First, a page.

Shaping The Future Of Food Systems: Thousands Commit To Dialogues Amidst The COVID-19 Pandemic
UN Member States take a step closer towards national pathways for the food systems needed by 2030 ahead of the UN Food Systems Pre-Summit in Rome
More than 130 governments are making food systems a top priority amid the pandemic and committing to an unprecedented programme of Dialogues in the run-up to the UN Food Systems Summit in September.
The Dialogues, involving thousands of people around the world, are taking place as the impact of COVID-19 on food systems is laid bare. The recently released 2021 State of Food Insecurity (SOFI) report revealed 118 million additional people are facing hunger because of the pandemic.
Member State Dialogues, hosted by National Dialogues Convenors, give governments the opportunity to engage with actors across sectors and disciplines to shape pathways towards food systems that are sustainable, resilient, and equitable.
“It is an indictment on our entire food systems – from production to distribution and disposal – that in 2020, as many as 811 million men, women, and children went without enough to eat,” said Dr. Agnes Kalibata, the UN Secretary-General’s Special Envoy for the 2021 Food Systems Summit.
“Hunger on this scale is a symptom of a dysfunctional food system that buckles under pressure and abandons the most vulnerable first. We need systemic transformation, and this is the aim of the UN Food Systems Summit, but it will be up to Member States to pave the way for the changes we urgently need.”
The convening teams of the National Dialogues have a vital role in enabling national stakeholders to have a seat at the table, linking up with those from other workstreams in preparing for the Summit.
Initial insights into the country-led momentum are illustrated in outcomes from the early Member State Dialogues across 40 countries connecting more than 15,000 people. The inclusiveness and diversity of the Dialogues is evident with participants ranging from school students in Asia, rural farmers in West Africa, parliamentarians in Latin America, and producers in North America.
The challenges of facilitating Dialogues amid pandemic restrictions has created a precedent for novel and extensive engagement, with National Dialogue Convenors taking full advantage of digital connectivity to involve communities who are hardest to reach.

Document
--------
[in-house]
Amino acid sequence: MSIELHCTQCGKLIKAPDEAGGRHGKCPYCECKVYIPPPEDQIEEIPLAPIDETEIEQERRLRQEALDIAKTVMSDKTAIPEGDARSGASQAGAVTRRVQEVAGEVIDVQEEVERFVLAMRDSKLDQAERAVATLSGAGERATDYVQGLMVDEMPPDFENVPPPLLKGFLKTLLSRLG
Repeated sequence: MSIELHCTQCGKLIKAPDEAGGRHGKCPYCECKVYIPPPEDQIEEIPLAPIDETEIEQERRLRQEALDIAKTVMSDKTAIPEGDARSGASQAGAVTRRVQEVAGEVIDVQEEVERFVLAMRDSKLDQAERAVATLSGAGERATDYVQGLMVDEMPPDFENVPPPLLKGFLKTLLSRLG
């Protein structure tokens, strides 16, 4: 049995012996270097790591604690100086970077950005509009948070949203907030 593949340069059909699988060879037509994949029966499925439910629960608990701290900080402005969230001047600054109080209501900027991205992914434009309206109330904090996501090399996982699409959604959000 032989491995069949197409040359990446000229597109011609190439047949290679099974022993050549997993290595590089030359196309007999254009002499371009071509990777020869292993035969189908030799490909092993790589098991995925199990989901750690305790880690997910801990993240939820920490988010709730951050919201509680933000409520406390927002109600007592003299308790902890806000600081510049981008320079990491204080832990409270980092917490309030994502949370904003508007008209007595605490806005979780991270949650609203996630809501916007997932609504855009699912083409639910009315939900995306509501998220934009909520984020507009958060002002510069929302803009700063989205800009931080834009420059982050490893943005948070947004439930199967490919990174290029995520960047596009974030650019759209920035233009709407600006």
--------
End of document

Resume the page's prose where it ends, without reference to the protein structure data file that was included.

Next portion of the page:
There have been thousands of unusual interactions, exploratory conversations, heated debates and constructive exchanges through hundreds of Food Systems Summit Dialogues since October 2020, involving food producers and processors, distributors and retailers, caterers, chefs, marketers, traders and others directly involved in moving food from farm to fork.
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“I commend National Convenors for embracing this unique opportunity to engage with the Summit and identify what needs to be done and who needs to be involved in shaping how their citizens can eat food that is nutritious and produced in ways that are good for the planet, despite threats of climate change, infectious disease and violent conflict,” said Dr. David Nabarro, Senior Advisor to the Special Envoy for the Summit Dialogues.
“Convenors are sparking shifts in thought, knowledge and action at scale, and this is just the beginning of a journey that will most definitely continue beyond this monumental year. This is our moment, as a human race, to reveal and respond to the most difficult and often hidden challenges so that we are united in a collective race to build a resilient, sustainable and equitable food systems for all people, and the planet.”
The UN Secretary-General’s Food Systems Summit and all of its preparatory processes have been a powerful catalyst that has brought new and unexpected voices to the forefront as well as grassroots lessons and innovative solutions in ways that will reveal the collective action and commitments the world needs, this September.
The programme of Dialogues in many countries is a three-stage multi-stakeholder exploration through food systems, starting with identifying the characteristics of current food systems, followed by generating a wide range of potential adaptations and evolutions of those systems, and then consolidating these into an agreed sense of direction.